Recently I’ve been reading through Organized Simplicity by Tsh Oxenreider from www.simplemom.net. This book helps you make your life more organized by simplifying it, and it makes your life more simplified by being organized.  I suck at both, so this book has been truly helpful for me.

To keep life reasonably sane, Tsh uses a planner filled with docket sheets, which can be downloaded from her website. Each night she fills out the next day’s sheet, which includes space for:

  • a to-do list
  • the top three Most Important Things (MITs) <- any more is too demanding
  • a rough schedule for the day
  • an inspirational thought
  • dinner and notes regarding its preparation
  • a chart to keep a tally of how many glasses of water have been drank <- I’ve doubled my water consumption just so I can cross out the little droplets
  • a spot for an exercise plan
  • blog ideas
  • general notes

I decided to give it a shot, and I soon found that I LOVE this system. Suddenly, I am so much less stressed!

Planning My Days

Normally when I go through my day, I’m trying to remember what needs to be done as I go. So I might have a spare half hour before my 3 year old Berry’s school lets out and decide to run to the bank. At the bank, I remember that I need to stop at the deli, but now I probably won’t have time to do that until after I’ve picked up my daughter. Then I have to drag both my girls into the deli and deal with a meltdown because I won’t buy Berry a Kinder Egg, which are kept just low enough so that she can reach them. The whole day goes on like this, and while I may get all my tasks done, I feel drained by the end of the afternoon. And that’s usually when Berry will remind me that I promised we’d go to the park. Ugh.

By filling out a docket sheet the night before, I can plan out how my day will go. I’ll see that I have a spare half hour and schedule a trip to the deli while Berry is in school, choosing instead to take her to the bank with me. Then I’ll pick the bank that has a play area to entertain her and is also close to a park that we like.

Either way, I do the same amount of things, but I feel so much less frazzled. Instead of trying to quickly figure out our next task on the run, I can happily check items one by one off my list.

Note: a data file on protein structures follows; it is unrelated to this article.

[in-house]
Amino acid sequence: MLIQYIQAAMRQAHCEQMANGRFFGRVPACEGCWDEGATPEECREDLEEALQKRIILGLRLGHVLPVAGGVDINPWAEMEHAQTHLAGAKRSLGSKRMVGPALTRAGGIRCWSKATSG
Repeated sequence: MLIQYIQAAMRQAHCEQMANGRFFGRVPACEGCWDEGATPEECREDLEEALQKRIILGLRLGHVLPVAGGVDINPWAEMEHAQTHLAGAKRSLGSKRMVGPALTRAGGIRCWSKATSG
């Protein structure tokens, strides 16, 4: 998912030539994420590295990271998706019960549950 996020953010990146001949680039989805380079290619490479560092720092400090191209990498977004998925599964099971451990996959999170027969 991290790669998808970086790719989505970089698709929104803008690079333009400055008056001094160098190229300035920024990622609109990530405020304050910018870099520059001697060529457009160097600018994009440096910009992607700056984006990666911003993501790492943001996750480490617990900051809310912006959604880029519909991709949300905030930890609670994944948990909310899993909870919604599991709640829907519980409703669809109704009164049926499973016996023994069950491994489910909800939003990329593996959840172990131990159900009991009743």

My Personal Mommy Docket

I wanted a smaller sheet to carry around in my bag, so I made my own template inspired by Tsh’s pocket docket and put them in my new snappy binder.

Planning my days in advance makes them go more smoothly. Instead of trying to fit in what I can, I now spend some time picturing how I want the day to go. For example, I want to spend more time each day playing with my three year old, so I created a space for a Play Date, which could be anything – a trip to a park, a hike, a library visit, even hanging out at Ikea for awhile. When I choose an activity the night before and make it part of the plan for the day, it becomes far easier to do.

I also realized as I made the binder cozy that I absolutely love to create things but I rarely have the time or energy. The night I made it, I felt so satisfied. Now I set aside time each day to craft, and it gets written right into my schedule.

The best part of planning out my days is that I get to be intentional about how I’ll spend my time, and as I go through and cross things off my list, I know that my time has been spent well.

How about you? How do you make sure you have time for the things you enjoy?

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WIP – Some Fancy-Schmancy Longies

Posted by on Jun 15, 2011 in craft, knitting | 1 comment

Almost done my first pair of longies using the Budgie Bloomer pattern from Ralvery! I still need to do a tie to tighten up the waist, but apart from being a touch long, they fit nicely! Testing them out right now – we’ll see how well they absorb. :D